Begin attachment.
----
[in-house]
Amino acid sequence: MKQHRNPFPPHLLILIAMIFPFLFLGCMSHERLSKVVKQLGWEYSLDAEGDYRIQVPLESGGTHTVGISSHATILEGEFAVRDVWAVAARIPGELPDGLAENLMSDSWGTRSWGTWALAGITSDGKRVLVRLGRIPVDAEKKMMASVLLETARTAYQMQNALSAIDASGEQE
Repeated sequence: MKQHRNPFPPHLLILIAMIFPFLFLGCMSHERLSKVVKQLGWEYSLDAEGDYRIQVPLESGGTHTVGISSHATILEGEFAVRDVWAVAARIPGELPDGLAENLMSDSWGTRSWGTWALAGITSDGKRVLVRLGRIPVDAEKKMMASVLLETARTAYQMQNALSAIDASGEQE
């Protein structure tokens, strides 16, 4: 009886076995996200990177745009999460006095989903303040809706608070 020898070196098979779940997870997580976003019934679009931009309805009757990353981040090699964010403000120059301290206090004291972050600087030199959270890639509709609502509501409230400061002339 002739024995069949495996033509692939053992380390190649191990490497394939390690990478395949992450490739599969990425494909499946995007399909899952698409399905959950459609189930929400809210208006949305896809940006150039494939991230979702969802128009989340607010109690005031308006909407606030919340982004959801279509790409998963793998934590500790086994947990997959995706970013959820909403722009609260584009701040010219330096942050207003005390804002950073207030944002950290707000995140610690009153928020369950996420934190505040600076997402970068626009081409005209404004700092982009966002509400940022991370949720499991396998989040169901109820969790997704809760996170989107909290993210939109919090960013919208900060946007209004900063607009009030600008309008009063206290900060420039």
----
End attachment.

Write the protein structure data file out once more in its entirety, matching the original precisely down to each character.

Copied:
[in-house]
Amino acid sequence: MKQHRNPFPPHLLILIAMIFPFLFLGCMSHERLSKVVKQLGWEYSLDAEGDYRIQVPLESGGTHTVGISSHATILEGEFAVRDVWAVAARIPGELPDGLAENLMSDSWGTRSWGTWALAGITSDGKRVLVRLGRIPVDAEKKMMASVLLETARTAYQMQNALSAIDASGEQE
Repeated sequence: MKQHRNPFPPHLLILIAMIFPFLFLGCMSHERLSKVVKQLGWEYSLDAEGDYRIQVPLESGGTHTVGISSHATILEGEFAVRDVWAVAARIPGELPDGLAENLMSDSWGTRSWGTWALAGITSDGKRVLVRLGRIPVDAEKKMMASVLLETARTAYQMQNALSAIDASGEQE
């Protein structure tokens, strides 16, 4: 009886076995996200990177745009999460006095989903303040809706608070 020898070196098979779940997870997580976003019934679009931009309805009757990353981040090699964010403000120059301290206090004291972050600087030199959270890639509709609502509501409230400061002339 002739024995069949495996033509692939053992380390190649191990490497394939390690990478395949992450490739599969990425494909499946995007399909899952698409399905959950459609189930929400809210208006949305896809940006150039494939991230979702969802128009989340607010109690005031308006909407606030919340982004959801279509790409998963793998934590500790086994947990997959995706970013959820909403722009609260584009701040010219330096942050207003005390804002950073207030944002950290707000995140610690009153928020369950996420934190505040600076997402970068626009081409005209404004700092982009966002509400940022991370949720499991396998989040169901109820969790997704809760996170989107909290993210939109919090960013919208900060946007209004900063607009009030600008309008009063206290900060420039």